While there are a few musicians he plays with frequently (Winter Baynes, drums, Owen Finley, bass, and Brett LaGrave, guitar), I have never seen the exact same lineup twice. Ryan surrounds himself with some remarkable local and regional talents like keyboardist Chris Spies, pedal-steel player Dave Easley, and slide guitarist/songwriter Lee Yankie, whose own CD has just been released, all of whom play on Leap of Faith (Check out that “Stuck in the Mud” that features solos from Spies and Yankie). And of course there is Balthrop’s family. His mother, sister, and brother, also musicians themselves, all sing on the CD. Playing with different musicians, Balthrop says, “keeps it fresh.”
As one person said on the CD release party event’s Facebook page, Ryan has an “army of musicians” both on the CD and that played at the release party. And what a great party. They shook The Shed BBQ and Blues Joint which was standing room only. The first set, broadcast on local radio station 92.1 WZEW, showcased songs from the CD to an enthusiastic audience. It was simply relaxed and fun as people listened intently. There were certainly a lot of Ryan’s friends and family there, but Ryan has a way of making everyone feel like family. As Manning said to me, “he’s all heart,” and that comes through both in the passion with which he performs as well as in the obvious respect between Ryan and the other musicians.
During the set break, people flocked to congratulate Ryan and lined up to purchase the CD and other merchandise. I even saw a couple of people donning the tees right away. (By the way, where is mine?) The crowd especially reacted to the song, “The Reason I Love Singing the Blues,” my personal favorite, which Balthrop began writing at the beginning of the summer but finished after he had been robbed, the thieves getting most of his instruments: “Well I got home one Monday afternoon/ just to find out I’d been broken into/ I got home too late/or the thieves left too soon/they took all my babies out of my music room. “ But in true Balthrop spirit, he ends his story on a positive note, “It’s just alright/ it’s just material things/ let’s go down the road/ get me some chicken wings/maybe a cold beer, a glass of wine/I still got my good friends and I can still have a good time/ he’ll get his and I’ll get mine…” To me this, along with “Leap of Faith,” is some of Balthrop’s writing at its finest, as he draws on real life experiences, simply seeming to be telling a story, but with a deeper meaning.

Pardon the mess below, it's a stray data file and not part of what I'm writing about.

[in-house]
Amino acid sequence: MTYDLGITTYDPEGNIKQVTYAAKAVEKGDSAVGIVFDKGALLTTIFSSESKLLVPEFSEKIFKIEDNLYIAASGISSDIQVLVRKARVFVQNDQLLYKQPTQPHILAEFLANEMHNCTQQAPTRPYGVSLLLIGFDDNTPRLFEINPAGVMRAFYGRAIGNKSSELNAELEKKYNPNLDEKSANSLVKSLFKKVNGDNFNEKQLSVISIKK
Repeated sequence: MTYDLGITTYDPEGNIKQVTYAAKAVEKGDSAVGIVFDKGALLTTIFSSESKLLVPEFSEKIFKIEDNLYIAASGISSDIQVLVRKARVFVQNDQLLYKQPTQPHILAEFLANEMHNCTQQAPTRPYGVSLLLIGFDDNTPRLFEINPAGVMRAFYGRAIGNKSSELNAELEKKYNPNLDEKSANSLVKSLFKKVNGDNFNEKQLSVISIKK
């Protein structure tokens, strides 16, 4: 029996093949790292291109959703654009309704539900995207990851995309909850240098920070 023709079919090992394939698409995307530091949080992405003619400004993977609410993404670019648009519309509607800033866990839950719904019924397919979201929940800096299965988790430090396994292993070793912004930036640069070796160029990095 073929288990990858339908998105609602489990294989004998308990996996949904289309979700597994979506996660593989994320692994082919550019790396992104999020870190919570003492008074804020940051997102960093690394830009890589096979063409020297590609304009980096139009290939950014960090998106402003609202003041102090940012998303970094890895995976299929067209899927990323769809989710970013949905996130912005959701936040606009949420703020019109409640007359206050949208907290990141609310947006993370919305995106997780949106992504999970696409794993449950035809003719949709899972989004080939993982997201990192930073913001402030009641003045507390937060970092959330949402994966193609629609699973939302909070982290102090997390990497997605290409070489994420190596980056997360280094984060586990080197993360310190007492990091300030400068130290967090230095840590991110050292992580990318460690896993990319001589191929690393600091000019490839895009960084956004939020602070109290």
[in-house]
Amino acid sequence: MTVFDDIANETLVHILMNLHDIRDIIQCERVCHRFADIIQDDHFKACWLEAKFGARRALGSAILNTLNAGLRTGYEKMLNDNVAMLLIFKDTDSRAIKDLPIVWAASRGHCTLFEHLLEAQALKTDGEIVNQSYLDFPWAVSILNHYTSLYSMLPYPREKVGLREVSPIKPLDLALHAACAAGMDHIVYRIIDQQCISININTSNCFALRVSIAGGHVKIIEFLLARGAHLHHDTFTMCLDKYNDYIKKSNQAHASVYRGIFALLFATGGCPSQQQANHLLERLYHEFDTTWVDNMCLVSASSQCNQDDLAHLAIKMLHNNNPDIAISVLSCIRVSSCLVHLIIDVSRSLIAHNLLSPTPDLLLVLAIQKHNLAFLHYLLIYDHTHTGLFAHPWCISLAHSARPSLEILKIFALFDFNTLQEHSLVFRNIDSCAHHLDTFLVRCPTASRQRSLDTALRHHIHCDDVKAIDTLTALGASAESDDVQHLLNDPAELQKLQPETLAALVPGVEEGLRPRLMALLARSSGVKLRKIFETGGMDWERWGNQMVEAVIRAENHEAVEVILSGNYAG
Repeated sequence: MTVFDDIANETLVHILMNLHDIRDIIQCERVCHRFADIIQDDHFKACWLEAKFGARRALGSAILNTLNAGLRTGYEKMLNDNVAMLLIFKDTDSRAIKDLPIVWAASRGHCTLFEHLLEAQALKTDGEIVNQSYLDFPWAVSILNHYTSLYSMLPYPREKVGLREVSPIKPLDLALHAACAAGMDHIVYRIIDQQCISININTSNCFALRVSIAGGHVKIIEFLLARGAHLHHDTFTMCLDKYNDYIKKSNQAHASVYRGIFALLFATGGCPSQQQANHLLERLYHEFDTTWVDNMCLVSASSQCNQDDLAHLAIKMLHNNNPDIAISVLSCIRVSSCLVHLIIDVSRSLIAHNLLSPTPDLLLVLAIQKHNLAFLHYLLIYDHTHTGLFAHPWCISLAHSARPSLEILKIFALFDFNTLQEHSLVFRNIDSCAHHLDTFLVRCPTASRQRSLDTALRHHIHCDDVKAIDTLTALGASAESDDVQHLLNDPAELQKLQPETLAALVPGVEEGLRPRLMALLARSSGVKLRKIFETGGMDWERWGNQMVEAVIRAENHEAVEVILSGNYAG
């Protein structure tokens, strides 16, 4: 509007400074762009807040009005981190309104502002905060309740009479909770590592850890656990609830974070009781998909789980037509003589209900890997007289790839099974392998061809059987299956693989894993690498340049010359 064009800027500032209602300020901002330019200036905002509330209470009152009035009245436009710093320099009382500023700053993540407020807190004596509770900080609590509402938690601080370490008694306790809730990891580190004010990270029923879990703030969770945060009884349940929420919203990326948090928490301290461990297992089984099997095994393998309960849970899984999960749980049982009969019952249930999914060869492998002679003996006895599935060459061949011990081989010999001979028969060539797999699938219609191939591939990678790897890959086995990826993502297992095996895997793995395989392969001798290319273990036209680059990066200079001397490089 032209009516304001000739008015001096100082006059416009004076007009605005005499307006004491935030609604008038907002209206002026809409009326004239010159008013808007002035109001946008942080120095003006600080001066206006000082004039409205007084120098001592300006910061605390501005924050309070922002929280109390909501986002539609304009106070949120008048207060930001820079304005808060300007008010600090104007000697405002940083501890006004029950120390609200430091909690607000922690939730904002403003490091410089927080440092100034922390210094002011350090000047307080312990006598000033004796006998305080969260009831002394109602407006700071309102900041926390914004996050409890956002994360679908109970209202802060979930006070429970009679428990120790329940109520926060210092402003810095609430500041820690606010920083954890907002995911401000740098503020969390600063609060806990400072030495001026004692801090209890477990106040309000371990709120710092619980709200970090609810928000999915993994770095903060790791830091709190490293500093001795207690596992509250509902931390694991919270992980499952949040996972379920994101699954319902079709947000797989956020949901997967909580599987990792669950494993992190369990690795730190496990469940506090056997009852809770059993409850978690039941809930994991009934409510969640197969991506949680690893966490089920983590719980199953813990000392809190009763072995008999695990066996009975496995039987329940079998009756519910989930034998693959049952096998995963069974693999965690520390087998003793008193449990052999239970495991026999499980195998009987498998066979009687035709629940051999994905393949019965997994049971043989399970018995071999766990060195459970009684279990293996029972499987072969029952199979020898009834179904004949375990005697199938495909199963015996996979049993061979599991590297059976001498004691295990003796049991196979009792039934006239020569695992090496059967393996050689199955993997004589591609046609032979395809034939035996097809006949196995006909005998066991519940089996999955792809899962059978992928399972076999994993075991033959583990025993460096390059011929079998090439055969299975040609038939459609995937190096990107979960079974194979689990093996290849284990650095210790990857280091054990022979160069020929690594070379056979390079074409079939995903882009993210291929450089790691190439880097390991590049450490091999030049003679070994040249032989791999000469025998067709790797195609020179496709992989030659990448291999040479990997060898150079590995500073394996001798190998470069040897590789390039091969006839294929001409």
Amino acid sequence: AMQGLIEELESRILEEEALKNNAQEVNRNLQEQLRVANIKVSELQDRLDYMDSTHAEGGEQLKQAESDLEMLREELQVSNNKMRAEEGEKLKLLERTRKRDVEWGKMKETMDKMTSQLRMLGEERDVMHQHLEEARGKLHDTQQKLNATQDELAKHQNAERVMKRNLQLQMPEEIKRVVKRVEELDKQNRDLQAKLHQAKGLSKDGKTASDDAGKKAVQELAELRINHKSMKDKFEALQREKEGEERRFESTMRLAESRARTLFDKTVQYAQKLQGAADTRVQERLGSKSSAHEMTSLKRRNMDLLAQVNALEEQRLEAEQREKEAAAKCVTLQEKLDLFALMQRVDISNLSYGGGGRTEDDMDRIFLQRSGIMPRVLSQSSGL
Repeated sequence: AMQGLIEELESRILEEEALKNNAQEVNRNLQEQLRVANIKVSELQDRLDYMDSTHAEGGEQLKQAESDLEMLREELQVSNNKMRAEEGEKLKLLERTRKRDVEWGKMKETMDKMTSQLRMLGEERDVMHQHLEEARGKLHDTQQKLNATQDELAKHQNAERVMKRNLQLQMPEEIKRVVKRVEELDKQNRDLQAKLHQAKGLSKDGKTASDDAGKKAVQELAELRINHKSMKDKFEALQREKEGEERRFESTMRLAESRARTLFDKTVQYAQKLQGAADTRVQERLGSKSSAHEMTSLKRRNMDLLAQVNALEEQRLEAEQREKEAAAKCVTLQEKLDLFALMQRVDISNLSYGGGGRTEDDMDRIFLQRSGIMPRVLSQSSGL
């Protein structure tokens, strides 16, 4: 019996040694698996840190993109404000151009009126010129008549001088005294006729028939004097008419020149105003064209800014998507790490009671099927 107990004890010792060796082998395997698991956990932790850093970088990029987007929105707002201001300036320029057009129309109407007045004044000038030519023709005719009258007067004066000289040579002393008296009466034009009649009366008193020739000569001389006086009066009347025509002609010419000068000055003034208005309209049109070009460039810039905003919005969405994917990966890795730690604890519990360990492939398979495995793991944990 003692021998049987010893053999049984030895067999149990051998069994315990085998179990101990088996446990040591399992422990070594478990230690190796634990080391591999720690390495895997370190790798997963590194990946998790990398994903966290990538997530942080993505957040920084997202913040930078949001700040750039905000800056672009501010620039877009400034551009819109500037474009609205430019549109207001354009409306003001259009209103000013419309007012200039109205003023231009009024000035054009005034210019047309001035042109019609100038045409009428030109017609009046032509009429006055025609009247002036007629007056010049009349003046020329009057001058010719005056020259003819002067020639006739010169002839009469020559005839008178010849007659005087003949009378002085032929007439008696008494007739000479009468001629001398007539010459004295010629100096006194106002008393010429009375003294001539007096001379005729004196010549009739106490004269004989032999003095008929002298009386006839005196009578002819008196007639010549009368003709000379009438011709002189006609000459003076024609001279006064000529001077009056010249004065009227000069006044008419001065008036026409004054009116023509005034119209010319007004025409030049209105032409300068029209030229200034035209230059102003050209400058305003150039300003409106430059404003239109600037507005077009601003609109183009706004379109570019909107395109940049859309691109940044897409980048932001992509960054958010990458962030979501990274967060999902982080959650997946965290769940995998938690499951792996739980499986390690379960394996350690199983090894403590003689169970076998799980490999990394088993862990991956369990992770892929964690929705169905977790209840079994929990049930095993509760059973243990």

The second set at the Shed though was when the real party began. Ryan called up musicians that were there as guests; some from bands he had been in before going solo.
Playing songs from both his CDs and jamming some covers (including a smoking “St. John’s Revelations” from his first CD, a kick ass “I Know You Rider,” and a tribute to Balthrop’s mentor, the incomparable Hank Becker, Balthrop and his musical army had the crowd on their feet dancing from the front of the stage to the outdoor bar. Balthrop, as both band leader and solo artist is a performer not to be missed. And neither is his new Leap of Faith. It is earthy, rocking, grooving and soulful, as well as inspirational and spiritual.
Dates to see Ryan are listed on his web page www.ryanbalthrop.com . Samples from both of Balthrop’s CDs can also be found here and on Jango and Reverbnation at http://www.reverbnation.com/ryanbalthrop, where you can hear “Stuck in the Mud” and other tunes in their entirety. Leap of Faith can be purchased as a CD through Balthrop’s site or downloaded through iTunes.